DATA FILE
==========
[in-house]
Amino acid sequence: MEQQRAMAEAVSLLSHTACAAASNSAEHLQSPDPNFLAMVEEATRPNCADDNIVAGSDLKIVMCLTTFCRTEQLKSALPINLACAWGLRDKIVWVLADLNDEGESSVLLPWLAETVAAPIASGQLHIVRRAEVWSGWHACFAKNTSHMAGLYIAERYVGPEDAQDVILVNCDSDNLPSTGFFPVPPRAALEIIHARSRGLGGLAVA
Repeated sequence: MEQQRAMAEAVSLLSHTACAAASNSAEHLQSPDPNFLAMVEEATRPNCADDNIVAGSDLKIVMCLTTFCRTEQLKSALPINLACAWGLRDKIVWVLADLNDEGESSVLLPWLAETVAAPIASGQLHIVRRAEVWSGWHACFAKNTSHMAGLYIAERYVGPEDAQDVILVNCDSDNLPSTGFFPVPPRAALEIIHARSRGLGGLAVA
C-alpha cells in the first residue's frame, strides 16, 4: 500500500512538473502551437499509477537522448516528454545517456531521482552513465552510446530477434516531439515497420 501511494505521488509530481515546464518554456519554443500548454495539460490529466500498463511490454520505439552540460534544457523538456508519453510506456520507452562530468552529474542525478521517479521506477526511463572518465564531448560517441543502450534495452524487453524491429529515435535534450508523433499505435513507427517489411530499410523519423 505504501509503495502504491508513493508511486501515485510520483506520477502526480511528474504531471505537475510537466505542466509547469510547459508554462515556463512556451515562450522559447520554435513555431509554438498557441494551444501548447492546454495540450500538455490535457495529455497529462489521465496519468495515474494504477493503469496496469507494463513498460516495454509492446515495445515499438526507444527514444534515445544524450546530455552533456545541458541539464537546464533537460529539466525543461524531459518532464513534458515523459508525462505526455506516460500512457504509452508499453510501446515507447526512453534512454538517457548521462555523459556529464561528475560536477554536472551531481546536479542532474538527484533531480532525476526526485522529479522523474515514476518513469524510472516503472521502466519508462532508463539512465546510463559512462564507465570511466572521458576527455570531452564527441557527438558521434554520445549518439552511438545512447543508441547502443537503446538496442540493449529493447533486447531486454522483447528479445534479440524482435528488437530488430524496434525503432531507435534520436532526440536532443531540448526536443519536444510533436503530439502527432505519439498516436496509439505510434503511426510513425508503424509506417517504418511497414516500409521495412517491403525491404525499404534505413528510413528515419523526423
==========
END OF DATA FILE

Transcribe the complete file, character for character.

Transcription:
[in-house]
Amino acid sequence: MEQQRAMAEAVSLLSHTACAAASNSAEHLQSPDPNFLAMVEEATRPNCADDNIVAGSDLKIVMCLTTFCRTEQLKSALPINLACAWGLRDKIVWVLADLNDEGESSVLLPWLAETVAAPIASGQLHIVRRAEVWSGWHACFAKNTSHMAGLYIAERYVGPEDAQDVILVNCDSDNLPSTGFFPVPPRAALEIIHARSRGLGGLAVA
Repeated sequence: MEQQRAMAEAVSLLSHTACAAASNSAEHLQSPDPNFLAMVEEATRPNCADDNIVAGSDLKIVMCLTTFCRTEQLKSALPINLACAWGLRDKIVWVLADLNDEGESSVLLPWLAETVAAPIASGQLHIVRRAEVWSGWHACFAKNTSHMAGLYIAERYVGPEDAQDVILVNCDSDNLPSTGFFPVPPRAALEIIHARSRGLGGLAVA
C-alpha cells in the first residue's frame, strides 16, 4: 500500500512538473502551437499509477537522448516528454545517456531521482552513465552510446530477434516531439515497420 501511494505521488509530481515546464518554456519554443500548454495539460490529466500498463511490454520505439552540460534544457523538456508519453510506456520507452562530468552529474542525478521517479521506477526511463572518465564531448560517441543502450534495452524487453524491429529515435535534450508523433499505435513507427517489411530499410523519423 505504501509503495502504491508513493508511486501515485510520483506520477502526480511528474504531471505537475510537466505542466509547469510547459508554462515556463512556451515562450522559447520554435513555431509554438498557441494551444501548447492546454495540450500538455490535457495529455497529462489521465496519468495515474494504477493503469496496469507494463513498460516495454509492446515495445515499438526507444527514444534515445544524450546530455552533456545541458541539464537546464533537460529539466525543461524531459518532464513534458515523459508525462505526455506516460500512457504509452508499453510501446515507447526512453534512454538517457548521462555523459556529464561528475560536477554536472551531481546536479542532474538527484533531480532525476526526485522529479522523474515514476518513469524510472516503472521502466519508462532508463539512465546510463559512462564507465570511466572521458576527455570531452564527441557527438558521434554520445549518439552511438545512447543508441547502443537503446538496442540493449529493447533486447531486454522483447528479445534479440524482435528488437530488430524496434525503432531507435534520436532526440536532443531540448526536443519536444510533436503530439502527432505519439498516436496509439505510434503511426510513425508503424509506417517504418511497414516500409521495412517491403525491404525499404534505413528510413528515419523526423